As you watch the 14 episodes in this boxed set, comparisons
with The Simpsons continually spring to mind. Like
Homer, the titular family guy Peter Griffin is a big boisterous
oaf with a love of beer and an allergy to hard work. Like
Homer, he is supported by an overburdened but devoted housewife
- in this case Lois. The couple find themselves in some very
similar situations to the Simpsons, as when Peter inadvertently
assaults a woman, or when Lois briefly catches the gambling
set the Griffins apart from the Simpsons are their kids: the
image-obsessed, peer-pressured 16-year-old Meg; the overgrown
gentle giant that is 13-year-old Chris; and, best of all,
baby Stewie. There are shades of Brain from Pinky and the
Brain in one-year-old Stewie. He's an evil little creature
who desires nothing less than total world domination and the
demise of his mother - or, to use Stewie's phraseology, his
"matriarchal oppressor". Many a zany plot twist revolves around
the tyrannical toddler's devious schemes to avoid the agonies
of teething or having to eat his greens. Finally there is
Brian, the multitalented and philosophical family dog, who
frequently acts as Peter's adviser and conscience.
the Simpsons, the Griffins are a family obsessed with TV,
and accordingly their series is packed with media satires
(including references to American commercials that most British
viewers will not be familiar with). A particular speciality
of Family Guy is its penchant for taking cosy family
shows, such as The Brady Bunch, Happy Days and
The Cosby Show, and presenting the characters therein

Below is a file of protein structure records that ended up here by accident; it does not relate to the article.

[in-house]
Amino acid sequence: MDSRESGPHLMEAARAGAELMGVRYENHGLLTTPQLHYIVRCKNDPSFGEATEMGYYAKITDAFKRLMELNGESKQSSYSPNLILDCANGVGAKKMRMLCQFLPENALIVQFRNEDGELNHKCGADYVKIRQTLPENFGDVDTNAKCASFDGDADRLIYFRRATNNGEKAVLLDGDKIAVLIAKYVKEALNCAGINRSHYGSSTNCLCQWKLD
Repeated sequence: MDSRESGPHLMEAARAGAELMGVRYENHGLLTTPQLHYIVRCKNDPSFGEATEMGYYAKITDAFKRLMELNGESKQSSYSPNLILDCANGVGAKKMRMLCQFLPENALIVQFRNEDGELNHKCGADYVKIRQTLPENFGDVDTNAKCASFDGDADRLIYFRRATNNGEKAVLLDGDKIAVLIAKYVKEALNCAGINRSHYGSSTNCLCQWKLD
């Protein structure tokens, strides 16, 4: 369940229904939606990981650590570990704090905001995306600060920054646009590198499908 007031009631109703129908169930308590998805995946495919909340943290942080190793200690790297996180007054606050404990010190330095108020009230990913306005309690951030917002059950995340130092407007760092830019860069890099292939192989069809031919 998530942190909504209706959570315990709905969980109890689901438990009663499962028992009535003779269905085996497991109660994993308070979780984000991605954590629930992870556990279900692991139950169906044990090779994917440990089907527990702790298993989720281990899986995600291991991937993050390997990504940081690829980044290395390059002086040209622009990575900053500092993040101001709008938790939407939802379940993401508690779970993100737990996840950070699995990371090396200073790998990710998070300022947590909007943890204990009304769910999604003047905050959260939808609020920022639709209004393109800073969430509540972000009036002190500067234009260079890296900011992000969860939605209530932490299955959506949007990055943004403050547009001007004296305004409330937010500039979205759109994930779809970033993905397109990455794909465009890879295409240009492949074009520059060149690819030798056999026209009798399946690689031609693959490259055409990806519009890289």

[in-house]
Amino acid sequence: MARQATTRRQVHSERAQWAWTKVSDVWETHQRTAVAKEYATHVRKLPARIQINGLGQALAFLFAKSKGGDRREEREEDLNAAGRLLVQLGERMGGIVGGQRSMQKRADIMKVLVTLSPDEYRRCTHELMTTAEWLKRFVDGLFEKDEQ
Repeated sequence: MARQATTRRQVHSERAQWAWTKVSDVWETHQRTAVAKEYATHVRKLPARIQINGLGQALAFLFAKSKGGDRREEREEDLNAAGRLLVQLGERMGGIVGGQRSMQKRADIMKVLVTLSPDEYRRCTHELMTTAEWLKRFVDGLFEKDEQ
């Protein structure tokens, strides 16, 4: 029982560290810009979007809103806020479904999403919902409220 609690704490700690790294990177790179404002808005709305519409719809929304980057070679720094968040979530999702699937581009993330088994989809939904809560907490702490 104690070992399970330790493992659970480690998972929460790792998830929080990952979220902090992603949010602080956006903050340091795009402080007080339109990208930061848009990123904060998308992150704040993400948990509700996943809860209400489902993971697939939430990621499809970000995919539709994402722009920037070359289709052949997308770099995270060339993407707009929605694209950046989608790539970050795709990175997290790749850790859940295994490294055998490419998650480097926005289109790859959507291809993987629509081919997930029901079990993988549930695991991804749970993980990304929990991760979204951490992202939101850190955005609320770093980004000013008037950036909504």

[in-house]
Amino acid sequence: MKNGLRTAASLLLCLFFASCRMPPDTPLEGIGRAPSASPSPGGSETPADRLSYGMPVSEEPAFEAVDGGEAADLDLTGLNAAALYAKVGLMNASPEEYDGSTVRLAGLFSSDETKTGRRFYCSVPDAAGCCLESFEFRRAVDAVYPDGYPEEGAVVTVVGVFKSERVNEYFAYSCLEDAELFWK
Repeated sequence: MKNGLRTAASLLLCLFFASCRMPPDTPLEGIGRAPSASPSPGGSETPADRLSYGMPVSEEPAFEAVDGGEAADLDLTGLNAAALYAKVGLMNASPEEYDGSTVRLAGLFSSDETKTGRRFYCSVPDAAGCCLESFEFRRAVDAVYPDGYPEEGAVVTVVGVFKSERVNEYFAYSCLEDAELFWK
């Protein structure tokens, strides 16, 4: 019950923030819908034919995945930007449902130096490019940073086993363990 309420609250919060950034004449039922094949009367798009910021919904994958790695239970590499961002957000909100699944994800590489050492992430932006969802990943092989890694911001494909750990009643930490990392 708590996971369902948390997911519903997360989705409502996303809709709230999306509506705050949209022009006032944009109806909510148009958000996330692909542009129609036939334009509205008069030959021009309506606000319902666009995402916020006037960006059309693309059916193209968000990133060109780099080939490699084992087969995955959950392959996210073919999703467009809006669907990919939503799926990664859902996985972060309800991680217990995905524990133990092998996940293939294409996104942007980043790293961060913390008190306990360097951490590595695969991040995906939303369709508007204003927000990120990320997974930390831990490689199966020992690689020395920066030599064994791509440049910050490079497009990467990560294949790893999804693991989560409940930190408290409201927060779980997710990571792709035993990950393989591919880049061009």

with the kind of hard-hitting real-life issues that they never
had to confront within the parameters of their own series.
fans will particularly appreciate the prolific allusions to
Batman, Scooby Doo, The Twilight Zone,
The Incredible Hulk and The Six Million Dollar Man
(with Lee Majors himself providing a vocal cameo), as well
as movies including the Star Wars trilogy, Raiders
of the Lost Ark and Robocop. Among the best spoofs
are the second episode's hilarious exaggeration of William
Shatner's gesticulations as Captain James T Kirk, and show
11's "blaxploitation" version of Back to the Future.
with Fox's more famous animated show, Family Guy contains
some particularly un-PC jokes, with Peter mouthing off on
the topics of gender, race and disability. Usually (though,
it has to be said, not always) the show's moral outlook manages
to distance itself from Peter's boorish attitudes. This series
is less overtly moralistic than The Simpsons, and is
also more adult in content - its level of coarse language
helped to earn it the 15 certificate.
a shame about the total lack of extra features on the DVDs.
However, of all this show's similarities to The Simpsons,
the most important one of all is the fact that Family Guy
is inventive, consistently humorous, subversive fun.
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